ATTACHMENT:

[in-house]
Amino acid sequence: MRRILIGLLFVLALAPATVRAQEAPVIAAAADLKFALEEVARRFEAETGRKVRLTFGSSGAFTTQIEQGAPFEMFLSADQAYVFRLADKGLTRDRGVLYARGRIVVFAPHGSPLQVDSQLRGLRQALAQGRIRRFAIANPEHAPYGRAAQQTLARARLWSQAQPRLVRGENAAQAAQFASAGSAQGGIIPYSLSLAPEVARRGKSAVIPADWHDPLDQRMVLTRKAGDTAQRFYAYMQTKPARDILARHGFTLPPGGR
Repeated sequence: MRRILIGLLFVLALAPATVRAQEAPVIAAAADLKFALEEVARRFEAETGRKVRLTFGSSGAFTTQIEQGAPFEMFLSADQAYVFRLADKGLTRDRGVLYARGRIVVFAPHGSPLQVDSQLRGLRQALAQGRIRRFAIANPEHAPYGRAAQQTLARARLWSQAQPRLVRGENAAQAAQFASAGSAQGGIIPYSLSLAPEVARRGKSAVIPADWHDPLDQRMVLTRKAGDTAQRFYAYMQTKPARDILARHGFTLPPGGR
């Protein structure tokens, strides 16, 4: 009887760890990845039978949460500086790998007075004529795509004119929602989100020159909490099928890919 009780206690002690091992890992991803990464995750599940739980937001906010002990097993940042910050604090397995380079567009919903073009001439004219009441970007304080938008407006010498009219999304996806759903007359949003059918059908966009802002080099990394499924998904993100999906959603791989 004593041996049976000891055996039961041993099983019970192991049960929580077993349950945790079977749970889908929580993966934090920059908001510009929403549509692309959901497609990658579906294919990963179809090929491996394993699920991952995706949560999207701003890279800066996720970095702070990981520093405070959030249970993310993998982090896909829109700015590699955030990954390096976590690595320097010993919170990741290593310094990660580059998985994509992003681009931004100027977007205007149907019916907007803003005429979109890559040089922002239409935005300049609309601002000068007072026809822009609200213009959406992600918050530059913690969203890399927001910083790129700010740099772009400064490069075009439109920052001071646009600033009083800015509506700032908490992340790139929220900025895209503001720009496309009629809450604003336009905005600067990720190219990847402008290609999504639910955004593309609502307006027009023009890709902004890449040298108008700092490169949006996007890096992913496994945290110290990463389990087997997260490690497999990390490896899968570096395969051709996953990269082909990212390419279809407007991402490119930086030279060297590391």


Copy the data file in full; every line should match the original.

[in-house]
Amino acid sequence: MRRILIGLLFVLALAPATVRAQEAPVIAAAADLKFALEEVARRFEAETGRKVRLTFGSSGAFTTQIEQGAPFEMFLSADQAYVFRLADKGLTRDRGVLYARGRIVVFAPHGSPLQVDSQLRGLRQALAQGRIRRFAIANPEHAPYGRAAQQTLARARLWSQAQPRLVRGENAAQAAQFASAGSAQGGIIPYSLSLAPEVARRGKSAVIPADWHDPLDQRMVLTRKAGDTAQRFYAYMQTKPARDILARHGFTLPPGGR
Repeated sequence: MRRILIGLLFVLALAPATVRAQEAPVIAAAADLKFALEEVARRFEAETGRKVRLTFGSSGAFTTQIEQGAPFEMFLSADQAYVFRLADKGLTRDRGVLYARGRIVVFAPHGSPLQVDSQLRGLRQALAQGRIRRFAIANPEHAPYGRAAQQTLARARLWSQAQPRLVRGENAAQAAQFASAGSAQGGIIPYSLSLAPEVARRGKSAVIPADWHDPLDQRMVLTRKAGDTAQRFYAYMQTKPARDILARHGFTLPPGGR
């Protein structure tokens, strides 16, 4: 009887760890990845039978949460500086790998007075004529795509004119929602989100020159909490099928890919 009780206690002690091992890992991803990464995750599940739980937001906010002990097993940042910050604090397995380079567009919903073009001439004219009441970007304080938008407006010498009219999304996806759903007359949003059918059908966009802002080099990394499924998904993100999906959603791989 004593041996049976000891055996039961041993099983019970192991049960929580077993349950945790079977749970889908929580993966934090920059908001510009929403549509692309959901497609990658579906294919990963179809090929491996394993699920991952995706949560999207701003890279800066996720970095702070990981520093405070959030249970993310993998982090896909829109700015590699955030990954390096976590690595320097010993919170990741290593310094990660580059998985994509992003681009931004100027977007205007149907019916907007803003005429979109890559040089922002239409935005300049609309601002000068007072026809822009609200213009959406992600918050530059913690969203890399927001910083790129700010740099772009400064490069075009439109920052001071646009600033009083800015509506700032908490992340790139929220900025895209503001720009496309009629809450604003336009905005600067990720190219990847402008290609999504639910955004593309609502307006027009023009890709902004890449040298108008700092490169949006996007890096992913496994945290110290990463389990087997997260490690497999990390490896899968570096395969051709996953990269082909990212390419279809407007991402490119930086030279060297590391």